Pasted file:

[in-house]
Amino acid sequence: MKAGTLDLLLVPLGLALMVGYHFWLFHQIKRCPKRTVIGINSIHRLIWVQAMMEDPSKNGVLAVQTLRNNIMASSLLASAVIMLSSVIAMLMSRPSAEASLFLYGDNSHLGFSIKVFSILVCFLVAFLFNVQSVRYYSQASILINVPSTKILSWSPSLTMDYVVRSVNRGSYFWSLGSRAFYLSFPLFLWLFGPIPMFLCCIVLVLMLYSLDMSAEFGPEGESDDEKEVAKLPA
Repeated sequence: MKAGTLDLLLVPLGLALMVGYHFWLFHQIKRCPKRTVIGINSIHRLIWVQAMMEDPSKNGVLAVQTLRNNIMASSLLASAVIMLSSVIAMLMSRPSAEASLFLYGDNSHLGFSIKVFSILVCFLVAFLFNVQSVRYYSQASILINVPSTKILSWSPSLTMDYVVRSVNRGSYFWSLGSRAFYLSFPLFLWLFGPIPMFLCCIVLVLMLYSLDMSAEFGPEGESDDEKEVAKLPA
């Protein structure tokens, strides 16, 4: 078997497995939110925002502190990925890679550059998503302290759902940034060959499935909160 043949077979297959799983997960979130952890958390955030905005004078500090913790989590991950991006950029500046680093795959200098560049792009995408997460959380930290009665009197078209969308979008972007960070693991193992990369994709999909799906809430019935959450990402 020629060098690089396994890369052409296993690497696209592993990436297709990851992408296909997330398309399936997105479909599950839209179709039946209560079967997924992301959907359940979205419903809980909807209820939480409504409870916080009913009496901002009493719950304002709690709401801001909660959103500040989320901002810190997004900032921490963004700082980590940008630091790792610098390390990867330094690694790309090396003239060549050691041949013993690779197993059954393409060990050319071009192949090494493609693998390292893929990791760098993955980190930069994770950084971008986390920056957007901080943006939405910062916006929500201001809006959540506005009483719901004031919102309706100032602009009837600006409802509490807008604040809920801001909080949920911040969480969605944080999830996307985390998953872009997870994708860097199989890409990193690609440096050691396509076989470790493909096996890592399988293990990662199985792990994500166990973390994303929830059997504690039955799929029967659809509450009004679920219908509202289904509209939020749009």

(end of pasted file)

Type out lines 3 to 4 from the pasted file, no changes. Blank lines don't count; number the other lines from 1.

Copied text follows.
Repeated sequence: MKAGTLDLLLVPLGLALMVGYHFWLFHQIKRCPKRTVIGINSIHRLIWVQAMMEDPSKNGVLAVQTLRNNIMASSLLASAVIMLSSVIAMLMSRPSAEASLFLYGDNSHLGFSIKVFSILVCFLVAFLFNVQSVRYYSQASILINVPSTKILSWSPSLTMDYVVRSVNRGSYFWSLGSRAFYLSFPLFLWLFGPIPMFLCCIVLVLMLYSLDMSAEFGPEGESDDEKEVAKLPA
């Protein structure tokens, strides 16, 4: 078997497995939110925002502190990925890679550059998503302290759902940034060959499935909160 043949077979297959799983997960979130952890958390955030905005004078500090913790989590991950991006950029500046680093795959200098560049792009995408997460959380930290009665009197078209969308979008972007960070693991193992990369994709999909799906809430019935959450990402 020629060098690089396994890369052409296993690497696209592993990436297709990851992408296909997330398309399936997105479909599950839209179709039946209560079967997924992301959907359940979205419903809980909807209820939480409504409870916080009913009496901002009493719950304002709690709401801001909660959103500040989320901002810190997004900032921490963004700082980590940008630091790792610098390390990867330094690694790309090396003239060549050691041949013993690779197993059954393409060990050319071009192949090494493609693998390292893929990791760098993955980190930069994770950084971008986390920056957007901080943006939405910062916006929500201001809006959540506005009483719901004031919102309706100032602009009837600006409802509490807008604040809920801001909080949920911040969480969605944080999830996307985390998953872009997870994708860097199989890409990193690609440096050691396509076989470790493909096996890592399988293990990662199985792990994500166990973390994303929830059997504690039955799929029967659809509450009004679920219908509202289904509209939020749009």